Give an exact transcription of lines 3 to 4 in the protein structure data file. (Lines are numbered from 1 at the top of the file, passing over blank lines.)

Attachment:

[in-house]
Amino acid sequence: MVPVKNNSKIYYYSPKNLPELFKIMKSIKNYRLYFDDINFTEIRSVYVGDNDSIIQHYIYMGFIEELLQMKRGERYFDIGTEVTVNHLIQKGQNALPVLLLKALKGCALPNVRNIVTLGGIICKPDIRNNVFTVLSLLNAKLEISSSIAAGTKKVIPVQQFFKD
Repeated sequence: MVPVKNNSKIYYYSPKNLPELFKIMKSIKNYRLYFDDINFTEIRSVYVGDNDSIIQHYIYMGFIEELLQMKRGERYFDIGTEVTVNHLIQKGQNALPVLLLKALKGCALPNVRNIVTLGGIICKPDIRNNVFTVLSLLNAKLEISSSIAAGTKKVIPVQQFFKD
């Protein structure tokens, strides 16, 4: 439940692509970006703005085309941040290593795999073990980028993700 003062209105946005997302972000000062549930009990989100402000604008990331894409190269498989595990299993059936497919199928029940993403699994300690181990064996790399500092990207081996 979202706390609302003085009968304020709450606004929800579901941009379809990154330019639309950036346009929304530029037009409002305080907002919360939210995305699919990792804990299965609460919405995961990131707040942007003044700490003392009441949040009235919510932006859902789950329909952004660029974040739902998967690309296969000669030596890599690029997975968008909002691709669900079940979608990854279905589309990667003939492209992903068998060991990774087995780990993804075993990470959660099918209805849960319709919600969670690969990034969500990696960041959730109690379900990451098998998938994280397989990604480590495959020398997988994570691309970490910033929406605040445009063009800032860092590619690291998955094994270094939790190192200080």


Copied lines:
Repeated sequence: MVPVKNNSKIYYYSPKNLPELFKIMKSIKNYRLYFDDINFTEIRSVYVGDNDSIIQHYIYMGFIEELLQMKRGERYFDIGTEVTVNHLIQKGQNALPVLLLKALKGCALPNVRNIVTLGGIICKPDIRNNVFTVLSLLNAKLEISSSIAAGTKKVIPVQQFFKD
């Protein structure tokens, strides 16, 4: 439940692509970006703005085309941040290593795999073990980028993700 003062209105946005997302972000000062549930009990989100402000604008990331894409190269498989595990299993059936497919199928029940993403699994300690181990064996790399500092990207081996 979202706390609302003085009968304020709450606004929800579901941009379809990154330019639309950036346009929304530029037009409002305080907002919360939210995305699919990792804990299965609460919405995961990131707040942007003044700490003392009441949040009235919510932006859902789950329909952004660029974040739902998967690309296969000669030596890599690029997975968008909002691709669900079940979608990854279905589309990667003939492209992903068998060991990774087995780990993804075993990470959660099918209805849960319709919600969670690969990034969500990696960041959730109690379900990451098998998938994280397989990604480590495959020398997988994570691309970490910033929406605040445009063009800032860092590619690291998955094994270094939790190192200080």